In the chart above, you see a model of equal weighted recession odds over the next 12 months from the New York Fed and Cleveland Fed. Based on the metric, there has been a dramatic uptick in projected odds of recession in recent months. In June 2021, the odds were below 10% on average for the coming year. Now a year later, the odds by this time next year have almost tripled.
Underlying financial health of corporates and consumers unusually strong
While the odds of recession may be increasing, it is important to note that corporations and consumers still appear strong. As an example, the U.S. corporate sector came into this year with record margins and balance sheets still have some $4TR in cash.
The chart above, on the left-hand side, shows the Corporate Leverage Index. This is one of three subindexes of the Chicago Fed’s National Financial Conditions index (alongside Risk subindex and Credit subindex). In the months preceding each of the last 6 recessions since 1971, corporate leverage typically creeps up into the 0-1 range. As you can see, we are still at a historically LOW average for 2022.
We also continue to see strength in most U.S. consumer data, bolstered by low unemployment and healthy personal income levels. The chart on the right-hand side shows U.S. Payroll Proxy, a metric based on hours worked multiplied by wages and the number of people employed. In 2022, we are still about ~1T above the trendline since 2009.
Spending has continued on-trend, and we continue to have unemployment holding steady at 3.6%. All of these factors taken together imply there may be some resiliency cushioning against a potential downturn.
Job market potentially more fragile than it appears
Wage growth is key to the outlook for inflation, Fed policy, recession risk, and ultimately, the bull/bear case for stocks and bonds. Cooling wages means relief on inflation and less aggressive Fed tightening, while persistent strength in wages comes with stick price pressures and a hawkish Fed.
Judging the strength of the labor market exclusively by unemployment rates and jobless claims, it looks remarkably tight; however, digging deeper can reveal some potential signals and cracks.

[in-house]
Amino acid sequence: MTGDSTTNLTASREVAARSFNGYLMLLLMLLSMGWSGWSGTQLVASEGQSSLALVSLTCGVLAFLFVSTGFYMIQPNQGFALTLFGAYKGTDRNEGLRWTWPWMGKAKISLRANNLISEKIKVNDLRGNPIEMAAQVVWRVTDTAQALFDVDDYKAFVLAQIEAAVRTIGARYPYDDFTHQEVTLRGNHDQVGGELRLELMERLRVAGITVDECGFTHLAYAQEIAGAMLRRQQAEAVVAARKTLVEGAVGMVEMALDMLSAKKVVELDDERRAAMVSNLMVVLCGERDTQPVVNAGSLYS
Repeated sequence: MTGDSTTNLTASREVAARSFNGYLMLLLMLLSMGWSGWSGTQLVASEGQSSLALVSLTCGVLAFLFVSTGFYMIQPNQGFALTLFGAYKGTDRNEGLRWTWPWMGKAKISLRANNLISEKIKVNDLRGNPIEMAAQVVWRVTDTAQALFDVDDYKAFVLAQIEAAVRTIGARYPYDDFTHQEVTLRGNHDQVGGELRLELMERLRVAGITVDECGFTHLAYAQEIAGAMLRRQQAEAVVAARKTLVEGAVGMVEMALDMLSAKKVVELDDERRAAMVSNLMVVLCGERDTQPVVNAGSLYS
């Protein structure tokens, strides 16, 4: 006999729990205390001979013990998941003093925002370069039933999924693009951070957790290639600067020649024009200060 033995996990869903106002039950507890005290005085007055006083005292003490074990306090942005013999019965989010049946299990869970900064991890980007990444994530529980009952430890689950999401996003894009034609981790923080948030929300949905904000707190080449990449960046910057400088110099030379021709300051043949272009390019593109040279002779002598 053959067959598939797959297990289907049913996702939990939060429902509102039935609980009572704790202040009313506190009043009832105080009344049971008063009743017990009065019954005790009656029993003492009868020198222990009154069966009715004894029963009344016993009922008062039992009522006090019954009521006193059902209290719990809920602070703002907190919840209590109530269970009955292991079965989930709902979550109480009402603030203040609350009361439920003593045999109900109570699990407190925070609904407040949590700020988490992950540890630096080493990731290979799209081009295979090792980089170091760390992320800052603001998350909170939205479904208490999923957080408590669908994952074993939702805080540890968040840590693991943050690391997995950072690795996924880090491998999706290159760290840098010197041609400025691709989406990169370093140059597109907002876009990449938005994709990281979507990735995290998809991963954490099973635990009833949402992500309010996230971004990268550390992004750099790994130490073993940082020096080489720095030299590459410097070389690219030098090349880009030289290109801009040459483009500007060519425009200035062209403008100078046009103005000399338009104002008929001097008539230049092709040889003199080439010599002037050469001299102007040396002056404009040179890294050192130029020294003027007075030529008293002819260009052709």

On the left-hand side of the chart above, we see the Jobs Plentiful/Hard to Get Survey. The yellow line represents the Job Openings and Labor Turnover (JOLTS). We see the net jobs level (yellow line) is still elevated vs pre-covid levels. This tells us that hiring continues to outpace quits overall. At the same time, the pink line (Jobs Plentiful/Hard to Get Survey) shows a recent downtick. This indicates that job seekers broadly think jobs are becoming harder to get.
On the right hand side, we see JOLTS data compared to HR Stock prices, essentially all publicly traded companies involved in recruiting and human resource management. The companies have seen notable price decline over the last 6 months, indicating that markets are pricing in less revenue and pricing power (due to a slowdown in hiring)
The current labor market’s conflicting data points should continue to be examined and reviewed moving forward.
Rapid deceleration in money growth could lead to easing financial conditions
The money supply growth (M2) has plunged below the 50yr average, which historically coincides with easing financial conditions. This rapid rate of money supply collapse may surprise market participants and serve as a positive catalyst for risk assets (absent a full blown recession).
U.S. real GDP growth is more highly correlated with changes in Global Short Rates than with changes in fed funds. We see Global Short Rates have been increasing for 16 months, while fed funds have been going up for four months.
Bank deposits, accounting for ~90% of M2, have fallen into the bottom quartile relative to history, and are heading towards zero growth. If we can continue to see M2 growth remain low, this should eventually help decelerate inflation.